Category 5: Pilgrim Highway of Death. Very little shoulder, no escape route (fence, parked trucks, steep bank), steady stream of 80,000 pound trucks at 60 mph just five feet away. Oncoming drivers seen talking on cell phones. The only Category 5 we experienced was just south of Azinhaga, this photo is not of that road (this road and shoulder are much wider and the distance to travel on it short). Takes a significant mental toll on you.

Take a bus or a taxi.

Bohm Caminho

Have it your way in Portugal

You don’t get to have it your way on the Camino in Portugal. You take what comes. This guy followed us down a long hill on a stone road with an empty wheelbarrow. I hope he didn’t have to get it back up loaded. This bridge goes back to Roman Times and this is Via Romana XIX. The creek is clear and cool and fast. The trail is interesting, sometimes rough, but the scenery is wonderful. We are walking through rural farmsteads. We visited the tourist office this morning about getting a taxi to take us down the Camino to the downhill part. The uphill part was long and steep and we weren’t up for it. We earned our credits in southern Portugal. We are in a rural albergue owned by a German guy. It’s like being a ’60’s hippie. Great guy, but still German. We sang “Bring it to the Lord in prayer” to music this Japanese Pilgrim played in his harmonica. It’s going great. We make a new plan every day.

Caminho Central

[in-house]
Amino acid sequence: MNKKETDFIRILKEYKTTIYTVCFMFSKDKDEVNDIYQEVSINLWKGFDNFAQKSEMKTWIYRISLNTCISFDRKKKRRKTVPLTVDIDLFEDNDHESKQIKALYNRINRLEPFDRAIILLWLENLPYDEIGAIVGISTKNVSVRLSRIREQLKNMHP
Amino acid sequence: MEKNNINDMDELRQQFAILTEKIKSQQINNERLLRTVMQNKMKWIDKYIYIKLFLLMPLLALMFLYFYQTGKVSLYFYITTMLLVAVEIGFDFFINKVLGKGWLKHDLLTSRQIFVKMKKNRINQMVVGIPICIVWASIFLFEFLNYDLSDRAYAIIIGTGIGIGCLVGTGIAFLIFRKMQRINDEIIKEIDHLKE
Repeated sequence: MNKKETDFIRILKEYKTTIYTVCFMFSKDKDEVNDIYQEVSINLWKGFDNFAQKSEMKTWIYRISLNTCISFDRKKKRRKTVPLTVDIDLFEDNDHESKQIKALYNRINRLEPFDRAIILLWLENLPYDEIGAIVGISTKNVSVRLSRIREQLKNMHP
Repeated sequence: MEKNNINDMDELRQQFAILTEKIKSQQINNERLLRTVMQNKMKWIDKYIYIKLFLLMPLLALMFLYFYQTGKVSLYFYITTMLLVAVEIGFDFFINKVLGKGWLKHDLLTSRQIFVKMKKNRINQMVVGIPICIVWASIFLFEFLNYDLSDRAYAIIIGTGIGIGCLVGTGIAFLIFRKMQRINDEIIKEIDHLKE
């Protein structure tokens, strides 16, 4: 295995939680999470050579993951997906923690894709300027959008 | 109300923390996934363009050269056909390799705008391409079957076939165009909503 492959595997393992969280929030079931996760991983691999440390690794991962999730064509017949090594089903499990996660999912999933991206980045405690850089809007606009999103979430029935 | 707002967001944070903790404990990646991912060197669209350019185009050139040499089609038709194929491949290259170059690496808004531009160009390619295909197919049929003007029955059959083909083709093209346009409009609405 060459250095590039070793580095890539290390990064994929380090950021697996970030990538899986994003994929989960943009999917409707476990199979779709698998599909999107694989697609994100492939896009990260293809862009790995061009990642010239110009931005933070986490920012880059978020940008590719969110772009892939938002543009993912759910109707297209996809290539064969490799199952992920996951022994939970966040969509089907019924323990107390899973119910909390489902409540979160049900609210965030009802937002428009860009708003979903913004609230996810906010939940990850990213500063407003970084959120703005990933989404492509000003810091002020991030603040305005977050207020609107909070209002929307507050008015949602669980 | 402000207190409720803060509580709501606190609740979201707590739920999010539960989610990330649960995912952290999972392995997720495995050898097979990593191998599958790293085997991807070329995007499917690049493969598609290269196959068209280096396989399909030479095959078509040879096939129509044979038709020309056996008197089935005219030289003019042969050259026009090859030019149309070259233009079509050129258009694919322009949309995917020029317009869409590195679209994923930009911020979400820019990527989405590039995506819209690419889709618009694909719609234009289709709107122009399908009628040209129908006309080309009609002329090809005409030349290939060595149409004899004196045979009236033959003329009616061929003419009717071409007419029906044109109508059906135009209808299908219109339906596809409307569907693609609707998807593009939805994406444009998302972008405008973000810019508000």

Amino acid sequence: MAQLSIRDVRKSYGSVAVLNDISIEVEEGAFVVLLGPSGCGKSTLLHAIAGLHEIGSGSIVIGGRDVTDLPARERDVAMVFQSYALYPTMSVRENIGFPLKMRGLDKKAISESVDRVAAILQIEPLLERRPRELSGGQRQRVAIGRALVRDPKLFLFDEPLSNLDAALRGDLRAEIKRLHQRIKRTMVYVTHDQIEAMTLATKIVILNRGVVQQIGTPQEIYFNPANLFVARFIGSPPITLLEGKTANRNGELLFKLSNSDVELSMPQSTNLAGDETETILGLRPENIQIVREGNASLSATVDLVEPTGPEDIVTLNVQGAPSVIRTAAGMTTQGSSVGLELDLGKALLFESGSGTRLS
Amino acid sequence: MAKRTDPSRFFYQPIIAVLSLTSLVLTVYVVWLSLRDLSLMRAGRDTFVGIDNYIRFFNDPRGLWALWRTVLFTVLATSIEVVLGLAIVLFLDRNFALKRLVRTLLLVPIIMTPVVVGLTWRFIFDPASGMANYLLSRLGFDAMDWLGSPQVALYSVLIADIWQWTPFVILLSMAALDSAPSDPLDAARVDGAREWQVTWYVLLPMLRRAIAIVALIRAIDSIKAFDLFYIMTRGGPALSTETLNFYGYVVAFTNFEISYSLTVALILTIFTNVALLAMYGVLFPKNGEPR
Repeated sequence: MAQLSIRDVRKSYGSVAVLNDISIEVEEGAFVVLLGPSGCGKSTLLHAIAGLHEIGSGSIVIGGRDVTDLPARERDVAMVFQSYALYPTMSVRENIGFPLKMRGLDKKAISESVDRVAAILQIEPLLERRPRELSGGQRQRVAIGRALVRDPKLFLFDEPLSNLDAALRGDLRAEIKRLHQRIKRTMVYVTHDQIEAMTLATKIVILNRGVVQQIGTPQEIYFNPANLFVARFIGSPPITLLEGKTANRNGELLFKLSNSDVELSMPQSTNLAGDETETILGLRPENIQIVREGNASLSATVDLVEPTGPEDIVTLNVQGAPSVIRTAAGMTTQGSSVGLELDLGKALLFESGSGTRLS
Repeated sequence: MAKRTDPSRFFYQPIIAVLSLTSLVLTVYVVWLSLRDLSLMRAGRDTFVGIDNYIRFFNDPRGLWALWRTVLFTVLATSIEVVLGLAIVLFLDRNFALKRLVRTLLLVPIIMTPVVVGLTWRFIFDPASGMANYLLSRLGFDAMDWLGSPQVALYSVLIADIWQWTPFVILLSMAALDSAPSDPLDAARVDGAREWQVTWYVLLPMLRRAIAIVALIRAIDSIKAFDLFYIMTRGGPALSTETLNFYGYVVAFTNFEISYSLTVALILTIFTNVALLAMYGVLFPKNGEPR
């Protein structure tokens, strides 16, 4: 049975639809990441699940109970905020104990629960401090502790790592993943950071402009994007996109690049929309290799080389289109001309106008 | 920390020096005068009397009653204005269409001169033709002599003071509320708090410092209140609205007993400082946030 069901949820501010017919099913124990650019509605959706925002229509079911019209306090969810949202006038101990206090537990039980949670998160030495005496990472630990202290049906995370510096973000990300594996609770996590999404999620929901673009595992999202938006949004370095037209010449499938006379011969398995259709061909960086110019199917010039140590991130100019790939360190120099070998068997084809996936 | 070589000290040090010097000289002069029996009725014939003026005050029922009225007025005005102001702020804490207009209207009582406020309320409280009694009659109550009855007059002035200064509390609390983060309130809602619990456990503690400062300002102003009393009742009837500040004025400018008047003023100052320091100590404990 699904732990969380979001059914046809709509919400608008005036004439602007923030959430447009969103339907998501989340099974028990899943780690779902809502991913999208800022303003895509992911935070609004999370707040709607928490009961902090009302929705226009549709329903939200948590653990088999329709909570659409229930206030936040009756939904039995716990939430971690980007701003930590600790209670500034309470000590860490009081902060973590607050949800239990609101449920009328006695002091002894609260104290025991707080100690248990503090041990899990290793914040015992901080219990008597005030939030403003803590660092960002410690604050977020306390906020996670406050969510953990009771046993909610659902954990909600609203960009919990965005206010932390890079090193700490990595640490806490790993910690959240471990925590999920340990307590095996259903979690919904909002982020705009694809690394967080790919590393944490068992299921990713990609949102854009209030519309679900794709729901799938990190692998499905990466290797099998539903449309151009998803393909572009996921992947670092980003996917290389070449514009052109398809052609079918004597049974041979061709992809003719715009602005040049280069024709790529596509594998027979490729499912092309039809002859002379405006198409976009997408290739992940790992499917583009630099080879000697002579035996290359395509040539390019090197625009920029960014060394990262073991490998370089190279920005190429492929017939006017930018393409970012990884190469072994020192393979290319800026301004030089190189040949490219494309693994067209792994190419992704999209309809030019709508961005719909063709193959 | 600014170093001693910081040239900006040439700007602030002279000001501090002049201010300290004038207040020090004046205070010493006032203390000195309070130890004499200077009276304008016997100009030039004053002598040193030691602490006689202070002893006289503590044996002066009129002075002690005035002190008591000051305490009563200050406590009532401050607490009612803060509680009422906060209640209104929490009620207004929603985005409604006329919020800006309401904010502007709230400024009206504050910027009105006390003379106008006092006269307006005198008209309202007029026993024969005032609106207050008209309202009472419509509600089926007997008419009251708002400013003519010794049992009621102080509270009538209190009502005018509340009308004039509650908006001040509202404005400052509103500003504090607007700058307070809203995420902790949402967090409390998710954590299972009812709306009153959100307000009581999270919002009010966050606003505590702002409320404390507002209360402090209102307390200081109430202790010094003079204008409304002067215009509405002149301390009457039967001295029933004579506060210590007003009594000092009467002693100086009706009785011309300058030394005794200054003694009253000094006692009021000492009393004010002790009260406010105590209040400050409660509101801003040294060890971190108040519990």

Our trail today took us from the coastal route to the central route. We walked to Barcelos today. Well, almost there- we got a taxi the last 9 kilometers. We had already walked about 22 and didn’t have 9 left in us. We were lucky to find a room here, in a hotel. Quite nice. Beds seem scarce in this Camino.

Lots of dry-stacked stone walls here, rural farmland and forest.

This is a beautiful place. People’s front yards are flower gardens.

They have a festival built around these kind of caricatures. This place is obviously geared up for tourists.

Finding a bed is a problem right now. I hope every Pilgrim here has one tonight. We have been calling about a bed for tomorrow with no success.

Birthday Boy

I turned 66 today. We stayed in an apartment rented from a sweet couple who own a restaurant. We went there for breakfast, a huge bowl of fresh fruit! I told her it was my birthday and she insisted I have a sip of Port before we left.

We walked on boardwalks along the beach all day.

We had a real seafood lunch – charcoal grilled sea bass. Best meal we’ve had on this trip!

Seventeen kilometers today and we landed in a parochial albergue.

We went to mass at 7 pm. I recognized a few words but generally it was a mystery. There were 150 or more people attending, almost entirely old women.

It has been a wonderful birthday!

Making it up as we go

Porto is beautiful, colorful, scenic, and overflowing with tourists. We stayed in a very nice hostel (€22 each) and headed to the river.

it was cool and drizzly, but we finally figured out how to catch the tram after walking all but 3km from the last stop.

We met a few pilgrims as we made our way from 2nd cafe con leche to 3rd. I almost fell into the Douro River.

The Atlantic shore was spectacular but we walked into a cool north wind gusting from 20-25 knots.

We walked several miles of boardwalk on the beach. No restaurant open around here so we got vino tinto at a bar next door and found a great pairing with oranges, bread, and chorizo purchased in Porto. We aren’t as far as most hikers but still walked 17 km today. We found an apartment on rented out of a restaurant which was closed on Mondays. The owners saw us looking in the windows and let us in, said we could have a room for €50 but would we mind if they finished lunch first? (In Portugues. Plus they were in the middle of a soap opera). While we waited they gave us water and homemade chocolate cake. Then she drove us here in her car and said she would pick us up for breakfast at 8:30 am. We haven’t even paid or given our passport info to her yet. Sweet people!